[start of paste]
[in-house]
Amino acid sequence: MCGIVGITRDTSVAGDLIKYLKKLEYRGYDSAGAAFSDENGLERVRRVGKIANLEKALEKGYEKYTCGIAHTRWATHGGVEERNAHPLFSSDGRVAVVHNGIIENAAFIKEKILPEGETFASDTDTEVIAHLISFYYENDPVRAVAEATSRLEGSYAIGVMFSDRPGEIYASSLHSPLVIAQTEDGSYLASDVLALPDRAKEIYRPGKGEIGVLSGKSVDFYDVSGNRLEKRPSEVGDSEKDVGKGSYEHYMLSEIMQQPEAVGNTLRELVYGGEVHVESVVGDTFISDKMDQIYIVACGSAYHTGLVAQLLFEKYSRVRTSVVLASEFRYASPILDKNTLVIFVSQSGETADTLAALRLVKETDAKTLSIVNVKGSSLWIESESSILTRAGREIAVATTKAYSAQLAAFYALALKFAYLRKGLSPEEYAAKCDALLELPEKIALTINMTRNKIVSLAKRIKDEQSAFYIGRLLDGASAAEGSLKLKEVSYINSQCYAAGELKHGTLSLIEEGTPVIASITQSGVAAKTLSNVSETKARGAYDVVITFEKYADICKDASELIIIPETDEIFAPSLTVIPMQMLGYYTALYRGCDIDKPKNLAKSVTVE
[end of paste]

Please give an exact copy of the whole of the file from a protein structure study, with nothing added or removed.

[in-house]
Amino acid sequence: MCGIVGITRDTSVAGDLIKYLKKLEYRGYDSAGAAFSDENGLERVRRVGKIANLEKALEKGYEKYTCGIAHTRWATHGGVEERNAHPLFSSDGRVAVVHNGIIENAAFIKEKILPEGETFASDTDTEVIAHLISFYYENDPVRAVAEATSRLEGSYAIGVMFSDRPGEIYASSLHSPLVIAQTEDGSYLASDVLALPDRAKEIYRPGKGEIGVLSGKSVDFYDVSGNRLEKRPSEVGDSEKDVGKGSYEHYMLSEIMQQPEAVGNTLRELVYGGEVHVESVVGDTFISDKMDQIYIVACGSAYHTGLVAQLLFEKYSRVRTSVVLASEFRYASPILDKNTLVIFVSQSGETADTLAALRLVKETDAKTLSIVNVKGSSLWIESESSILTRAGREIAVATTKAYSAQLAAFYALALKFAYLRKGLSPEEYAAKCDALLELPEKIALTINMTRNKIVSLAKRIKDEQSAFYIGRLLDGASAAEGSLKLKEVSYINSQCYAAGELKHGTLSLIEEGTPVIASITQSGVAAKTLSNVSETKARGAYDVVITFEKYADICKDASELIIIPETDEIFAPSLTVIPMQMLGYYTALYRGCDIDKPKNLAKSVTVE